Local Government Innovation: Issues and Trends in Privatization and Managed Competition

Local Government Innovation: Issues and Trends in Privatization and Managed Competition

Local Government Innovation: Issues and Trends in Privatization and Managed Competition

Local Government Innovation: Issues and Trends in Privatization and Managed Competition

Synopsis

Nationally recognized scholars and practitioners examine opportunities in which services traditionally provided by local governments are offered by the private sector though a contract or are transferred to a private business completely. Many large U.S. cities have contracted services for many years. With the movement to rightsize governments in recent years there has been renewed interest by local governments in similar ventures. Privatization, in its many forms, is now seen as a viable alternative to traditional ways of providing public services and can bring substantial benefits to residents. With greater accountability being demanded and pressures on local officials to hold the line on or reduce taxes, efforts to find innovative service delivery methods will probably increase. Cities, such as Atlanta, Indianapolis, and Charlotte, are examples showing that contracts with private businesses can work to benefit all parties. Local officials must move ahead cautiously, and not all attempts at privatization or contracting have succeeded. Some cities, after an evaluation, have decided to provide services with municipal employees.

Excerpt

Privatization of public services has existed in many forms for decades. the fiscal austerity during the 1980s, however, caused city officials to find additional ways to provide services at a lower cost. Interest in privatization and contracting grew among city officials and private businesses that were interested in providing these services. Privatization was viewed as one of several management tools available to local governments.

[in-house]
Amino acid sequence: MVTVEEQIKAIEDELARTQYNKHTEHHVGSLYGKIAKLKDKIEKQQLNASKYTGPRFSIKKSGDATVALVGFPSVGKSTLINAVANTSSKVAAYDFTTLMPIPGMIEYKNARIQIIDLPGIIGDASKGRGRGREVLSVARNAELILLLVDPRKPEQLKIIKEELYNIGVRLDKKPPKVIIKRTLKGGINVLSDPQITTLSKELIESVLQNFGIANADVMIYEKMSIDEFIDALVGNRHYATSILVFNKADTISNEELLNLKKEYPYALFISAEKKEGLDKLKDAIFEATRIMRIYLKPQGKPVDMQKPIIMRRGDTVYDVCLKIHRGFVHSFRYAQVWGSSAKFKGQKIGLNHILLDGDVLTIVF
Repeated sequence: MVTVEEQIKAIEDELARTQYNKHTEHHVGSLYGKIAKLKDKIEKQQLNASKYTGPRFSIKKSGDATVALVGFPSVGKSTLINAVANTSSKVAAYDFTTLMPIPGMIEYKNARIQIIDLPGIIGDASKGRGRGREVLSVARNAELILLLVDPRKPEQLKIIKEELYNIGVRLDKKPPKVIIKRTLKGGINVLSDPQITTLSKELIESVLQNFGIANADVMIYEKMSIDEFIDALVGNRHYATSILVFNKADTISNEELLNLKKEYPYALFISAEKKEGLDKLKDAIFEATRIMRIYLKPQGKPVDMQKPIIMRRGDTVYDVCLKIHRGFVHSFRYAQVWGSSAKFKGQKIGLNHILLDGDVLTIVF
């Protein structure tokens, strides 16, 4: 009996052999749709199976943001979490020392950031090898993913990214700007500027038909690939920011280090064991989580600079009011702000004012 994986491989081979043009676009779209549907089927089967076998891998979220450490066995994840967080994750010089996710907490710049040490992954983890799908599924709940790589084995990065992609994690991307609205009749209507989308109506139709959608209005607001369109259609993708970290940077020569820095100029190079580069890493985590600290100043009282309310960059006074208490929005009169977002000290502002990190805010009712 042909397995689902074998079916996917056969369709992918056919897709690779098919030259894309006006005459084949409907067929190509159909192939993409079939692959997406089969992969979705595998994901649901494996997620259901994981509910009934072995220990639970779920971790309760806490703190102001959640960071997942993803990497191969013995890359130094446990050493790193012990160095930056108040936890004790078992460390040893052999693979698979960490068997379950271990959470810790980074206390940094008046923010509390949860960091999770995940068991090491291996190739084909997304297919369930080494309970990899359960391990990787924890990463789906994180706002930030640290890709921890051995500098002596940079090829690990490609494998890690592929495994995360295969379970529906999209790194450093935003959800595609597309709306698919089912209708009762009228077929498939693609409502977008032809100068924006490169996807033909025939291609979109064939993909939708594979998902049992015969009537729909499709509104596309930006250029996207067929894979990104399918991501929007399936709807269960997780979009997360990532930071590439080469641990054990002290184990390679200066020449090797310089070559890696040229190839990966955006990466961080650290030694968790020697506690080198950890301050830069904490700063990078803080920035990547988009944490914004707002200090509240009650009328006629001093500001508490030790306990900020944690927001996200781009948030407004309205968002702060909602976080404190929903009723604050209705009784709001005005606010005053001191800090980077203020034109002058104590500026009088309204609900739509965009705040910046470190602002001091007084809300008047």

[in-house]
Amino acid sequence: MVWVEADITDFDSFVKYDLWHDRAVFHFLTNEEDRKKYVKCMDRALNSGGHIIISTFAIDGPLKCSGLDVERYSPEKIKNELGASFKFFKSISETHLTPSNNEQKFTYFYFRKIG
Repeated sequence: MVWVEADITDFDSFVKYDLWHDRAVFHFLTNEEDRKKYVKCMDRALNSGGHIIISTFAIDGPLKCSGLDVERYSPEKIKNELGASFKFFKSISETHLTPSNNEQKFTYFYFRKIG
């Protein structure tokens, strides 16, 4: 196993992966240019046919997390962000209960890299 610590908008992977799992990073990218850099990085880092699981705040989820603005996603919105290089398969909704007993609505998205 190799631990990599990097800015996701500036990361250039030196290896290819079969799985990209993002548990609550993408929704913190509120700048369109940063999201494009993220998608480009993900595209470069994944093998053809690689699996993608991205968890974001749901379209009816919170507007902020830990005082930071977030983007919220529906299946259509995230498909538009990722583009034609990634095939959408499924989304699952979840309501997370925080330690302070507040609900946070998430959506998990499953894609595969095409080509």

With greater accountability being demanded and pressures on local public officials to maintain or reduce taxes, efforts to find innovative service delivery methods will probably increase. Cities such as Atlanta, Indianapolis, and Charlotte are examples showing that contracts with private businesses can work to benefit all parties concerned. Certainly, local officials must move ahead cautiously, and not all attempts at privatization or contracting have succeeded. Some cities, after an evaluation, have decided to provide services with municipal employees.

This book examines numerous issues related to privatization, managed competition, and contracting in cities. It is designed to objectively explore options available to local public officials in providing services. Many people have contributed to this project in various ways. Ms. Loleta Didrickson, former Comptroller, State of Illinois, sponsored much of the research on experiences in Illinois cities; Ken Alderson, Illinois Municipal League, sponsored several conferences at which the ideas were presented; and Lori Sutton and Nancy Baird, Illinois Institute for Rural Affairs, analyzed survey data and managed the manuscript preparation. Numerous local public . . .

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